Using magical electrons for electrochemistry

March 15, 2022
By: College of Chemistry
Cover Nature Chemistry
The cover of 'Nature Chemistry' depicts an artistic representation of electron transfer from twisted bilayer graphene to Ru(NH3)6 3+ — the redox-active molecule used in these studies. Image credit: Ella Marushenko and Kate Zvorykina (Ella Maru Studio) Cover design: Tulsi Voralia

The transformation of energy from one form to another lies at the heart of all processes that keep the world buzzing. In electrochemical reactions, electrical energy flowing between an electrode and an electrolyte is converted into chemical energy stored in bonds. Scientists have spent centuries designing and refining pathways for these reactions, making them faster and more efficient to meet continually increasing global energy demands. Now, researchers have shown that looking to the thinnest possible limit of a crystalline material — single atomic layers — can provide entirely new ways to control electrochemical reactions at a solid–liquid interface. 

In a study recently published in Nature Chemistry(link is external), a team led by Kwabena Bediako, Assistant Professor of Chemistry at UC Berkeley, in collaboration with Carnegie Mellon University professor and theorist Venkat Viswanathan(link is external), has demonstrated that stacking two single layers of graphene with a slight rotation – a so-called twist – between the lattices can modulate the rate of an electrochemical reaction on the graphene surface. Intriguingly, near a specific “magic” interlayer twist angle, the reaction rate is dramatically enhanced. Understanding the mechanism behind this magical chemical reactivity will pave the way for manipulating electrochemical behavior at a wide variety of twisted two-dimensional (2D) interfaces.

The idea of twisting stacked lattices to affect material properties has been theorized for about a decade but gained rapid popularity in 2018 when it was discovered that twisted bilayer graphene can behave as a superconductor at a magic twist angle of ~1.1°. The superconducting phase results from energy levels in the electronic structure of the magic angle system that cause the electrons to become localized, or in a sense, slow down and interact strongly with one another. Thinking about simple models of electrochemical reactions, the rate of electron transfer between a solid electrode and a liquid electrolyte heavily depends on the number of electrons in the electrode that have an appropriate energy to participate in a chemical reaction in the electrolyte. This led Bediako and postdoctoral researcher Dr. Yun Yu, lead author on the study, to postulate that the unique electronic properties in the twisted bilayer graphene system could be applied to electrochemistry as well.

Prof. Bediako states, “We knew from the work of physicists that the electronic structure of bilayer graphene is very sensitive to the twist angle between the layers. At a so-called “magic angle”, there is a massive increase in the density of electronic states within a narrow energy range, which tells us that there are many electrons packed into that range of energy. We wondered whether interfacial chemistry could be affected by this significant change in the physics of the material.”

Dr. Yu and Kaidi Zhang, a graduate student in the Bediako lab, tested this hypothesis by measuring the rate of reduction of hexaammineruthenium(III) (Ru(NH3)63+) on bilayer graphene surfaces with different interlayer twist angles. As expected, there was a significant increase in the reaction rate in samples with an interlayer twist near the magic angle due to the high density of electrons in the graphene layers that align with the redox potential of Ru(NH3)63+/2+.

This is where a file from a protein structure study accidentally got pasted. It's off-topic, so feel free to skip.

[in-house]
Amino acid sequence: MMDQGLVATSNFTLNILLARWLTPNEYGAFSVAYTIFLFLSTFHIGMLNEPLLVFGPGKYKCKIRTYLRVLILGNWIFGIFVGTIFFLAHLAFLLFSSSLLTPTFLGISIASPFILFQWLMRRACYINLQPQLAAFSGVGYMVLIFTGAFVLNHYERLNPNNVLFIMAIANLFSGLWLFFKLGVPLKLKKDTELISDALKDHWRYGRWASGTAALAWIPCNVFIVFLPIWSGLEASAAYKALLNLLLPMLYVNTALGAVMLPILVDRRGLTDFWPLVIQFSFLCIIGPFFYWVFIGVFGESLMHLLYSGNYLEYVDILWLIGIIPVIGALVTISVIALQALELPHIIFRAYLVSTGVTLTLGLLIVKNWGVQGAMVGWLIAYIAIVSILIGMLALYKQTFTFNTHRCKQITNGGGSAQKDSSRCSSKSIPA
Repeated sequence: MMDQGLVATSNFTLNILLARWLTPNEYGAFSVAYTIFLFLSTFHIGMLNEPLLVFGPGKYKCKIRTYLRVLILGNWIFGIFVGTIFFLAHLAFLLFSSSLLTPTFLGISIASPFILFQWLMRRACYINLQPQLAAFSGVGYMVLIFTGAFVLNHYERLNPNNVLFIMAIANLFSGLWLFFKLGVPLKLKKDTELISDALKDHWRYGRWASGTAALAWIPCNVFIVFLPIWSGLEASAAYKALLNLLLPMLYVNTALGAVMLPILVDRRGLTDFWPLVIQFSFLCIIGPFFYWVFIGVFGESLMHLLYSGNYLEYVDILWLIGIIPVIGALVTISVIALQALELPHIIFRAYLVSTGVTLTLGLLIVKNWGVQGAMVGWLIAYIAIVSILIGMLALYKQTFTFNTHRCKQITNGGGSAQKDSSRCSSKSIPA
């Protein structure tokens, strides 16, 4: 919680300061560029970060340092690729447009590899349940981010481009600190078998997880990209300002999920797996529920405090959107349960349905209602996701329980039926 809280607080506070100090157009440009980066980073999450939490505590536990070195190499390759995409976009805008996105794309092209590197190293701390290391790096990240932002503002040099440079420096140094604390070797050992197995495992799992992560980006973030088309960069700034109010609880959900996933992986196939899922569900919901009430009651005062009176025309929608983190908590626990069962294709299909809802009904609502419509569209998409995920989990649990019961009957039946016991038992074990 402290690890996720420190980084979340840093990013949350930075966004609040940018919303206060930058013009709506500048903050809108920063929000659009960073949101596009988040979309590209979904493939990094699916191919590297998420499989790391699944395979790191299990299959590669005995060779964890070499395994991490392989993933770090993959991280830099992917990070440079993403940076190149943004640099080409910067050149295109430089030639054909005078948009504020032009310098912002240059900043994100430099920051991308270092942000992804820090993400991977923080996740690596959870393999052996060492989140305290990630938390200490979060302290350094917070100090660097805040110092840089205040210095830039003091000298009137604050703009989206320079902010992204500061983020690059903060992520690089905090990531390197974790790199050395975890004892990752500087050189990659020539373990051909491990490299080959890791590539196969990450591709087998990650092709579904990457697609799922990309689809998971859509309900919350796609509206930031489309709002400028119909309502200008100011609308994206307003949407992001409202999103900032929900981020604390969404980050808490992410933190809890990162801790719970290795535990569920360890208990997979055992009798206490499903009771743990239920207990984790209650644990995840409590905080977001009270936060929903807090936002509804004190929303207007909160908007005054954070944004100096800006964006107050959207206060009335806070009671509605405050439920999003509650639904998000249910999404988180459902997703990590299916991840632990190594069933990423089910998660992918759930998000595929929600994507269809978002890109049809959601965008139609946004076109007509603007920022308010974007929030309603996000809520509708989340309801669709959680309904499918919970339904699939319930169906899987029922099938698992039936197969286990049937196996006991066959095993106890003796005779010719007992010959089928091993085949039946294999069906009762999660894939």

Meanwhile, samples with other twist angles, which have different electronic band structures, exhibited a much slower reaction rate. Surprisingly, the reaction rate in the magic angle system was about five times faster than the team had predicted using traditional electrochemical models, which is still a bit of a mystery.

Dr Yu commented, “This fascinating, anomalous behavior tells us that there are some other effects that remain unclear. For example, we think the unique electronic structure of “magic angle” twisted bilayer graphene could modify how strongly molecules interact with the electrode, a key parameter that determines the speed of the interfacial reaction. We hope that others in the scientific community, particularly theorists, will be inspired to investigate this system and help to uncover answers to these elusive questions.”

Prof. Bediako adds, “Historically, surface scientists and electrochemists have known that it is possible to increase the chemical reactivity and performance of materials by introducing defects, like missing atoms or steps and edges. These kinds of conventional defects can be extremely difficult to control at the atomic scale. What our team has shown in this work is that it is possible to use the finely tunable interlayer twist between atomically thin layers to control this chemistry. We are excited to explore the possibilities of using this ‘twistronic chemistry’ to catalytic reactions that are of key importance to energy conversion devices.”

Other co-authors on the paper include Holden Parks and Mohammad Babar at Carnegie Mellon University, Stephen Carr at Brown University, and Isaac Craig, Madeline Van Winkle, and Artur Lyssenko at UC Berkeley.

Y. Yu, K. Zhang et al. “Tunable angle-dependent electrochemistry at twisted bilayer graphene with moiré flat bands”(link is external)  Nat. Chem. 2022, 14, 267–273.

Contact for more information: Kwabena Bediako: sends e-mail)